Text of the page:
example, by installing double glazing. 

We note that the overview states there is a "strict 75dB limit".  This again avoids the issue that the limit is based on a 15min average and will
allow a louder maximum at times.  It is of course unenforceable in any meaningful or practical way, as the level is controlled by the acts mixing
desk.  And at any rate EPTB have a long history of ignoring consent conditions and Unitary Plan rules. 

The sound section also conveniently ignores fireworks, aerial displays, helicopters at 140dB, and their imapcts on people and pets.


This section just relates to the existing Traffic Planning options in the area close to the stadium.  It provides no mitigation for concerts
specifically, and in fact ignores the additional concert adverse traffic and parking effects - including the new concept of full capacity crowds
Mon-Fri for a 6.30pm start. This has never been done before. 

Even where full capacity mid-week was done, it was moved to a later start time than normal - for Rugby World Cup (twice) when Auckland
completely altered its travel patterns - and can't be compared to the ongoing proposed 6 times per year. 

It ignores existing road closures (such as Sandringham Rd), the lack of peak train capacity, and a much wider area being parked-out - which
would be greater than for an All Blacks Saturday night test because of the reduced public transport capacity. 

Traffic plans help patrons but provide no real mitigation for a concert.  


Ignores concert light shows, for both rehearsals and the concert itself.   


A laughably inadequate section.  It is entirely premised on Auckland getting 6 new concerts that currently don't come here! 

The economic benefit is NIL for events that would otherwise be hosted elsewhere - such as Mt Smart, Western Springs, North Harbour or
Spark Arena.  

Even EPTB can't come up with 6 concerts we've been missing out on, and their own material and their various commentators only come up
with examples that have already performed at Mt Smart or Western Springs, or haven’t even toured Australia.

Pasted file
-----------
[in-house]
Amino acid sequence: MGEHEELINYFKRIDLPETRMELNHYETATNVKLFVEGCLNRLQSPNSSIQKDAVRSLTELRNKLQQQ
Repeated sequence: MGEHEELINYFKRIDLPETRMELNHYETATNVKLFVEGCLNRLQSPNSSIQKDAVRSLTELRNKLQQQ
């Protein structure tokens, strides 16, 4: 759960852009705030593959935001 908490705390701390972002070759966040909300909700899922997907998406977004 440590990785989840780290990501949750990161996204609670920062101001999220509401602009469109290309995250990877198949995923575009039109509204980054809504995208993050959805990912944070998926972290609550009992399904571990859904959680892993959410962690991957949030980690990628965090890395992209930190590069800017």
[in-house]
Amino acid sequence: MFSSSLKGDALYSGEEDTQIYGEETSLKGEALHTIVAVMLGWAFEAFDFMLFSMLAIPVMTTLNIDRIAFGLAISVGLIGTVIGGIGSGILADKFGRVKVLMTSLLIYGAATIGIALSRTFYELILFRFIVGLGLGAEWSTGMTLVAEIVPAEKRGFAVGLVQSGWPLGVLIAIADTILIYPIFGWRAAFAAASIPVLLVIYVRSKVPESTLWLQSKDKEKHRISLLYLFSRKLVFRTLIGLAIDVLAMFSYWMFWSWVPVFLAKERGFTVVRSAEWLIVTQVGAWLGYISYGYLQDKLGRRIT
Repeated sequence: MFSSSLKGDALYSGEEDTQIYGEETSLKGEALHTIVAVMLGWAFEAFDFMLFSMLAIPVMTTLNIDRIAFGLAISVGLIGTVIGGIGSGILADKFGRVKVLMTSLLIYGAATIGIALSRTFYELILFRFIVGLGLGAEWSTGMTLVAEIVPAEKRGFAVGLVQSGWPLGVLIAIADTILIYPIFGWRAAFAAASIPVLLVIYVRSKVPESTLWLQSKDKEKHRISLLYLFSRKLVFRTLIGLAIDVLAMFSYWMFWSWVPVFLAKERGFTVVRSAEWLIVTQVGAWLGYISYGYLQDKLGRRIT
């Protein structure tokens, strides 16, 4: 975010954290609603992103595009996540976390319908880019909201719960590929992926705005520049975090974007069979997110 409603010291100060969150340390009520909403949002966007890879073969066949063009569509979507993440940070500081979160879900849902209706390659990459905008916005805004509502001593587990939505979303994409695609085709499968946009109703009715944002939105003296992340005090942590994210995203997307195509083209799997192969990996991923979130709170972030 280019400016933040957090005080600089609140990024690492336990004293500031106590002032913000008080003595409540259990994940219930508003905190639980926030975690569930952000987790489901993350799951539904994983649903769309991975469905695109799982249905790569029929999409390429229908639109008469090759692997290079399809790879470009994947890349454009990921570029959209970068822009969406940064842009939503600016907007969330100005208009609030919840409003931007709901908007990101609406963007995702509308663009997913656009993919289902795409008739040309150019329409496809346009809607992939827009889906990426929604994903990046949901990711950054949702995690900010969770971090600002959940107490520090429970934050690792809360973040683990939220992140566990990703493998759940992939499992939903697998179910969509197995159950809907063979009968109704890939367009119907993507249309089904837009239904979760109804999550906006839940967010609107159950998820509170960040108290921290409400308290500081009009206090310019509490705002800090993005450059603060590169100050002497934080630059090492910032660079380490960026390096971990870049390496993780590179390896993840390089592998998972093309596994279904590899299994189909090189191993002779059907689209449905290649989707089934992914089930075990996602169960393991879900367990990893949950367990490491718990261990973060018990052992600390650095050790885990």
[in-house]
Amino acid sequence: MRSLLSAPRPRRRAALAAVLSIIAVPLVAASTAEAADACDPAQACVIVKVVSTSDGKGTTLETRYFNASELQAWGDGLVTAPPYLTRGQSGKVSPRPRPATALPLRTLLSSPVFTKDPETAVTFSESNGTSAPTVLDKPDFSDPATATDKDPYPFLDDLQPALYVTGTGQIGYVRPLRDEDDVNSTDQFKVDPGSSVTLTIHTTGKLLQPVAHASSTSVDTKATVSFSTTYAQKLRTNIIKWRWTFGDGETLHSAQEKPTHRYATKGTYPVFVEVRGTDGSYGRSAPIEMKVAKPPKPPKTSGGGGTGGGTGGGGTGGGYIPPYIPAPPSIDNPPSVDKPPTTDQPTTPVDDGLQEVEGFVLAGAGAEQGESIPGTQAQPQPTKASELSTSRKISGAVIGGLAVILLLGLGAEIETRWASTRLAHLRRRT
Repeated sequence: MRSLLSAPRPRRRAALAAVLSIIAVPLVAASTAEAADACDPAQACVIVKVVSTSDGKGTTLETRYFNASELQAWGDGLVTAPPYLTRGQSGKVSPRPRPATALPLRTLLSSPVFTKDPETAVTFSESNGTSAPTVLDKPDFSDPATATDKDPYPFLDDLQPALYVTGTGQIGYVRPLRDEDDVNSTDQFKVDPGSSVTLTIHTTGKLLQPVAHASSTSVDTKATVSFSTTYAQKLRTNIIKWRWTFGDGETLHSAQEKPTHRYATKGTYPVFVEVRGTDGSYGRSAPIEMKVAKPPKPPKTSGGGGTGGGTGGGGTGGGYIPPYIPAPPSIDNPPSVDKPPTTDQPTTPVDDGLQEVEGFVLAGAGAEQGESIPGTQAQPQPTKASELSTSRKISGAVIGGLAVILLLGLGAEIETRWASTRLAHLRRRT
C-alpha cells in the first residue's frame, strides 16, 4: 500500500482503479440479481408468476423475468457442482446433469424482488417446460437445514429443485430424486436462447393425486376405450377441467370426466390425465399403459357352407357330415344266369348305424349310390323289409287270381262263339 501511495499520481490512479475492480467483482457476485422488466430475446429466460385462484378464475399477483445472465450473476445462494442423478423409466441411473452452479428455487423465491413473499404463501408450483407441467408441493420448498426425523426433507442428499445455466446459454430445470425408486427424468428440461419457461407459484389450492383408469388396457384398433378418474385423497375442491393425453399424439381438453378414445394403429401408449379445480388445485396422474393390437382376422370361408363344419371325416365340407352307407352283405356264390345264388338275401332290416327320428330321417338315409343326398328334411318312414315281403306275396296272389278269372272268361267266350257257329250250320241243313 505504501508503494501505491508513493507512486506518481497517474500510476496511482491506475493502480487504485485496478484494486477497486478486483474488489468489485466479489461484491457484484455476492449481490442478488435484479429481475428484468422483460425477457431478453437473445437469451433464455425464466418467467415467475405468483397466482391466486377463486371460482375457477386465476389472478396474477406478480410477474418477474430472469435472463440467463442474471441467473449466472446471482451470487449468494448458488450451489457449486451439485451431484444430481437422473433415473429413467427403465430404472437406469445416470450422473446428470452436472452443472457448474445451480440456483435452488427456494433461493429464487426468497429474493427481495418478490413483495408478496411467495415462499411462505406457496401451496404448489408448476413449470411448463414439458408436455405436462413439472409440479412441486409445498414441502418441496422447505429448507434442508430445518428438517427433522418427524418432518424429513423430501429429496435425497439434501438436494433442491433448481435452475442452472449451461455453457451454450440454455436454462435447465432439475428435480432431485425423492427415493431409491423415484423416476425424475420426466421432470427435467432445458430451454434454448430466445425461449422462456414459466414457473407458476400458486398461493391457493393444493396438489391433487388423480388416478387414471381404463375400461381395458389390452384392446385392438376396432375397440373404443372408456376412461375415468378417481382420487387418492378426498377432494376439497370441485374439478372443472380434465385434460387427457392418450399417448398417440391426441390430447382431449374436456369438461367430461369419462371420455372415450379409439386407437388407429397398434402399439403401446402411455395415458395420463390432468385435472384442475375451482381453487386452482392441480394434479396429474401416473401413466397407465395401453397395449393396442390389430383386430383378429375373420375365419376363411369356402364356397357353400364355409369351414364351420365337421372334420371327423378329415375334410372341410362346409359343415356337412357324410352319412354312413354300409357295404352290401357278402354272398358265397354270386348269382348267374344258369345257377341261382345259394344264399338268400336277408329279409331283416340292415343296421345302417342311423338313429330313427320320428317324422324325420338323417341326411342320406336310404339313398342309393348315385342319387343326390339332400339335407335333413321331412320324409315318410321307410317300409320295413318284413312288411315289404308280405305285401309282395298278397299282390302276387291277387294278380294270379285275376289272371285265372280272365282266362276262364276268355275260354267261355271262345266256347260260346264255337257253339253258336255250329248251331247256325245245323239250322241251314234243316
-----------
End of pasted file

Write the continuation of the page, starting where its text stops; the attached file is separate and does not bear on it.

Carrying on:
It is also just a "revenue" impact and not the proper cost/benefit required under the RMA - a point highlighted by an economist on the Unitary
Plan panel when it declined to make concerts "Permitted".  Their “impact analysis" ignores all the costs to the economy - including the obvious
ones such as artist and promoter fees which all flow overseas.  Also ignored are the hidden costs on commuters, ratepayers and locals
through direct time and costs incurred. 

Obviously, economics is not an area of expertise for the numerous Herald/NZME commentators that have been rolled out as part of this campaign. 


Again, a ridiculous section, based on only social "benefits" for some and not the social costs placed on others. 

As with the economic "impact" it is also predicated on Auckland suddenly discovering 6 new artists/concerts that we've been missing out on!
And that is for every single year in the future. 

Again, no proper evidence, only rumour, to support their assertion. And indeed, easily refuted when looking at actual artists tours in Australia
and New Zealand in recent years.  

And of course, we can all still get the social benefits of concert events anyway, by utilising Mt Smart, Spark Arena, Western Springs,
North Harbour and the other multitude of smaller venues. 

In fact, we suspect it will be preferable to get a babysitter and then Uber to Mt Smart than to leave your children at home with the babysitter - to
endure 75dB and above!